One of the many questions pet owners as me is how to dog proof your yard. Let’s face it, lots of people actually choose a home because it has a large yard for their dog to run and play. And sometimes their kids to enjoy too, but it’s usually the dog let’s be honest.
However, a yard isn’t everything when it comes to pet ownership. Sure, it is extremely convenient to be able to simply open the door and let your dog out to potty. As someone who spent several years in apartment complexes with her dog in the chilly northeast…
I understand the pain of not having a yard. With that said, yards don’t automatically equal mentally stimulating activity. If you need help getting your dog more enriching activity to prevent problem behaviors, our 30 Day Mental Stimulation Challenge is a great resource.
Before you can let your pup run wild in your yard, there are a few important considerations that you should make to ensure your dog’s safety.
Supervision, or Lack Thereof
The first element is supervision. As much as I’d love to let my dogs roam the yard for hours while I do something else, anytime you leave your dog outside unsupervised there is an element of danger involved.
Dogs can run through invisible fences if they are motivated enough, and many pets can jump or scale fences you wouldn’t imagine they could possibly escape from. You also face the danger of potential wildlife encounters, from your dog getting in a fight with a raccoon or coyote, to an owl or hawk picking up a smaller breed of dog.
Animals aren’t the worst danger to your pet, however. A staggering number of pets are stolen from their yards every year while left unsupervised, adding to the number lost through escapes or accidental releases.
The overall takeaway should be this. Anytime you leave your pet in the yard unsupervised, you are adding some element of risk. The yard is not a replacement for exercise or mentally stimulating activity, so you should avoid leaving your dog unsupervised in their yard for long periods of time to help keep them safe.
Preventing Potential Escapes
Perhaps the most important and immediate element of dog proofing your yard is ensuring your dog is contained in some way. Many pet owners choose an invisible or electric fence. Many of those same pet owners lose their dog by relying on that to keep their pet contained.
I have personally heard accounts from clients of dogs who have run through their invisible fence and into traffic. The dog did not survive. Your dog’s safety should be your paramount concern. Physical fences are a must, but you also need to ensure that they are secure and your dog cannot escape from them.
If your dog is athletic and has shown their ability to trounce over gates and other barriers, you should invest in a taller fence. If your dog is a digger, you should invest in an underground barrier below your fence, such as wire, to prevent escapes by digging.
Another important element is your dog itself. Some dogs don’t try to dig out of fences or jump/climb to escape, others do. You need to plan appropriately based on your individual dog, and judge how much supervision your dog should be under when they are in the yard based on their personality.
Anytime you let your dog into your yard, you should make sure to scan for potentially dangerous wildlife. Even if your dog has a rabies vaccine, a fight with the local raccoon can potentially injure them. You should also take responsibility for your dog and their potential to injure the wildlife as well.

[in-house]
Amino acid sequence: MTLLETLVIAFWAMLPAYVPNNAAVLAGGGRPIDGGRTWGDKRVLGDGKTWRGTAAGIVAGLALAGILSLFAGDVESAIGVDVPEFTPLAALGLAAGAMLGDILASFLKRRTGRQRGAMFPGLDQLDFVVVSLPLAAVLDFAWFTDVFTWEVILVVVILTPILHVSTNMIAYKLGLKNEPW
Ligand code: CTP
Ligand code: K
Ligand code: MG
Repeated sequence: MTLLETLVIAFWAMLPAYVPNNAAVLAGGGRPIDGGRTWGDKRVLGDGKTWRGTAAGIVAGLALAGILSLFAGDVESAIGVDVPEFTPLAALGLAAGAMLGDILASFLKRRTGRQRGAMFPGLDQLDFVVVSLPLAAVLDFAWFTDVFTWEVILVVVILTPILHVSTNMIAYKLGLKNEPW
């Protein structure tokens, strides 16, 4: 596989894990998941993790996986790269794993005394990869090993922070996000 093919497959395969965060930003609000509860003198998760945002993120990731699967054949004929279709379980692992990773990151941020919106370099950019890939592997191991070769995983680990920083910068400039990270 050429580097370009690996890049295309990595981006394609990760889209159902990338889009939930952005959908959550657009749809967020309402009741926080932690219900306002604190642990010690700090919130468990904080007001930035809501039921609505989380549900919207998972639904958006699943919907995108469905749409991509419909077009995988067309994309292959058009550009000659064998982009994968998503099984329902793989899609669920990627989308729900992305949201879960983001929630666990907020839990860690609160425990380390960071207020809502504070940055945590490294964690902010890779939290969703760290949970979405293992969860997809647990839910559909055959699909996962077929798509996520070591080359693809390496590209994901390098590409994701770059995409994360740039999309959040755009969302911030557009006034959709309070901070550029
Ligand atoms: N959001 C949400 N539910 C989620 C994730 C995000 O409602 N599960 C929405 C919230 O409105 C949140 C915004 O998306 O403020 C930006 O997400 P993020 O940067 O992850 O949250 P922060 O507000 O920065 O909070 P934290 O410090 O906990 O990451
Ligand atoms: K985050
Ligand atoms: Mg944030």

For example, thousands of opossums (and probably more) are killed by dogs every year, removing a valuable animal from the ecosystem that would otherwise eat ticks, spiders, and other pests.
Make sure to look outside before letting your pet into the yard.
Additionally, if you live in a region with venomous snakes you might also want to do a quick sweep of the yard as well to ensure no snakes are outside that could potentially bite your dog.
Do a quick search online and learn how to identify your common venomous snakes, and always call a wildlife removal if the snake does not eventually leave on its own. People commonly take bites from venomous snakes while needlessly attempting to kill them.
Another important concern when dog proofing your yard is the plants that are present. Thankfully you do not need to scan for dangerous plants quite as often as you do for animals, which obviously have a greater amount of mobility! Still, certain plants can absolutely pose an immense danger to your dog if ingested.
Primarily, when hiring any landscaping firm or planting anything yourself you should do your research to ensure the plant is not toxic. Even a dog who does not usually eat random things can accidentally ingest a toxic plant. For some plants, it only takes a small amount to seriously injure or kill your dog.
Your next concern should be the plants that are already present in your yard. Use the internet to confirm what type of plant they are and if they are safe for your pet. Though you should be generally familiar with them, trying to search for all the potentially dangerous ornamental and native plants will drive you insane. Instead, try to identify the plants you do have, and make sure they are harmless if your dog ingests them.
For the most part, as long as you take the necessary precautions you should be able to enjoy some great outdoor time with your dog. However, to keep your beloved pup safe it is important to make sure that you dog proof your yard and keep your pet supervised when they are outside.
Having a yard is a great way to let your dog go out to potty and to give them some space to run and play, but always remember that your dog’s safety comes first!